Radioactivity. Radioactive dating and half-life

Would you like to know more about radioactivity and the principles on which it is based?

The online radioactivity simulations will help you to understand the basic principles of radioactivity and will show you how to illustrate some of its most important associated concepts such as radioactive dating and half-life.

Radioactivity is the phenomenon by which some chemical elements, called radioisotopes, spontaneously emit radiation. This radiation can be in the form of alpha particles, beta particles, gamma rays or a combination of these types of radiation.

Radioactivity occurs due to the nuclear instability of certain atoms. The nuclei of these atoms are unstable and tend to decay, releasing energy in the form of radiation. This radiation can have ionizing effects, which means that it can release electrons from the atoms and molecules with which it interacts.

Radioisotopes are used in a variety of applications, such as in nuclear medicine for the diagnosis and treatment of disease, in industry for the inspection of materials, and in nuclear power generation.

Radioactivity can be dangerous to living beings if excessive exposure occurs or if radioactive materials are released into the environment in an uncontrolled manner. Prolonged exposure to ionizing radiation can have detrimental health effects, such as cell damage, genetic mutations and increased risk of developing cancer. Therefore, precautions must be taken and safety limits established to minimize exposure to radioactivity and protect people and the environment.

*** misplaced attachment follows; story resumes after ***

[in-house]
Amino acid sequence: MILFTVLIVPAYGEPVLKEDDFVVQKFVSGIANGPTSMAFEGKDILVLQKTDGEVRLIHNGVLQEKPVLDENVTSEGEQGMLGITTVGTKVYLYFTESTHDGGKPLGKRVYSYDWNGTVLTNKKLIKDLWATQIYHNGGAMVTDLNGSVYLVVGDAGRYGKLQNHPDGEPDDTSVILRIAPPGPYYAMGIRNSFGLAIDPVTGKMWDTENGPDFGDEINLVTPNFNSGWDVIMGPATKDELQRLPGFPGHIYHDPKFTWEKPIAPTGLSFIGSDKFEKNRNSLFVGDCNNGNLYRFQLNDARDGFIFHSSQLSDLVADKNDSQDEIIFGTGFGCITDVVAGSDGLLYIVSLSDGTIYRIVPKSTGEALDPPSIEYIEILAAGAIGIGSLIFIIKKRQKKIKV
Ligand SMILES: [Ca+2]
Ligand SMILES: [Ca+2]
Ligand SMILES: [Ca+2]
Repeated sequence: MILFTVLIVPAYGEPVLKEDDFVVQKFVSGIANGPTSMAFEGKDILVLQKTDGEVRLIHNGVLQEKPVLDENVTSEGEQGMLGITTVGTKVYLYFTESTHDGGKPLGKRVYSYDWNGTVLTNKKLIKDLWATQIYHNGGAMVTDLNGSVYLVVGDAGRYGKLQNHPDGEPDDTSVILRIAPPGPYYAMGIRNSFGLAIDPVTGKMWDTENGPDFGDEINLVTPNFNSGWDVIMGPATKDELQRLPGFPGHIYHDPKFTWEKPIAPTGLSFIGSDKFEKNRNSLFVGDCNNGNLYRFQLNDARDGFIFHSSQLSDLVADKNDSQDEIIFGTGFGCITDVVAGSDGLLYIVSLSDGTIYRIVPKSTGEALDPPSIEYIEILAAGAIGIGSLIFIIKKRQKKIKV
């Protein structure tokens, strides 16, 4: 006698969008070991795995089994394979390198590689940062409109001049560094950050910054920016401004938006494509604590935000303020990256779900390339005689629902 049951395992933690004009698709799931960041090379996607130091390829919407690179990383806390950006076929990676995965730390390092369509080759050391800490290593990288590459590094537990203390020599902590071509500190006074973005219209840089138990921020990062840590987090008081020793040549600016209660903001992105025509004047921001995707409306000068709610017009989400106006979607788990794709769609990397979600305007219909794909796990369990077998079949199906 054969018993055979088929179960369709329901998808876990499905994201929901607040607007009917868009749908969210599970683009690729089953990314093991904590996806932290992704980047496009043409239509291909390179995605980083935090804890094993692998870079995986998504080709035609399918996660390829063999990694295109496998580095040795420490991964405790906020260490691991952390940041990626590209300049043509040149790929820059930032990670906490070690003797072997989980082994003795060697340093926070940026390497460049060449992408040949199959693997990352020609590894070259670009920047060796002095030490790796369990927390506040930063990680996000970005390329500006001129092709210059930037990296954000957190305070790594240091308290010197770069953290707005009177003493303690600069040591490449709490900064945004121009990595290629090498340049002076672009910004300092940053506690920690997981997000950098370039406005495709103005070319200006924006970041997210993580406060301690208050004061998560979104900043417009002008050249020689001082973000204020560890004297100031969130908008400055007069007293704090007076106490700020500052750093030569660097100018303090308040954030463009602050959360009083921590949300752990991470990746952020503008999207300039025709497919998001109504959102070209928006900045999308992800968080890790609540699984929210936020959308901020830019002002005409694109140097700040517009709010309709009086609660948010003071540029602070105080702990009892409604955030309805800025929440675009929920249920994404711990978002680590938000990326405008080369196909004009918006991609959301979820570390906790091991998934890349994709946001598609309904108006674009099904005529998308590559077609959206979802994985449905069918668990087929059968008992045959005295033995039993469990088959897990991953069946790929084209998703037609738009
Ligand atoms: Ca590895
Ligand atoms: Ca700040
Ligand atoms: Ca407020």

In the event of a nuclear or radiological incident, it is important to follow the directions of the authorities and evacuate or take protective measures as necessary. Regulatory agencies and nuclear safety programs are responsible for monitoring and regulating the use of radioactive materials to ensure the protection of public health and the environment.

Radiation detection

Radiation shielding

Half-Life I

In radioactivity, the half-life is the time interval required for half of the atomic nuclei in a radioactive sample to decay. If the half-life passes again, half of the remaining mass will remain (1/2, 1/4, 1/8, 1/16, 1/32, …) The mass gets smaller and smaller, but there is always a little bit left.
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Half-Life II

Radioactive dating

This simulation explains the concept of half-life, including the random nature of half-life, in terms of single particles and larger samples. It describes decay processes, including how elements change and emit energy and/or particles. Explains how radiometric dating works and why different elements are used for dating different objects. Also identifies that 1/2 life is the average time for a radioactive substance to decay.


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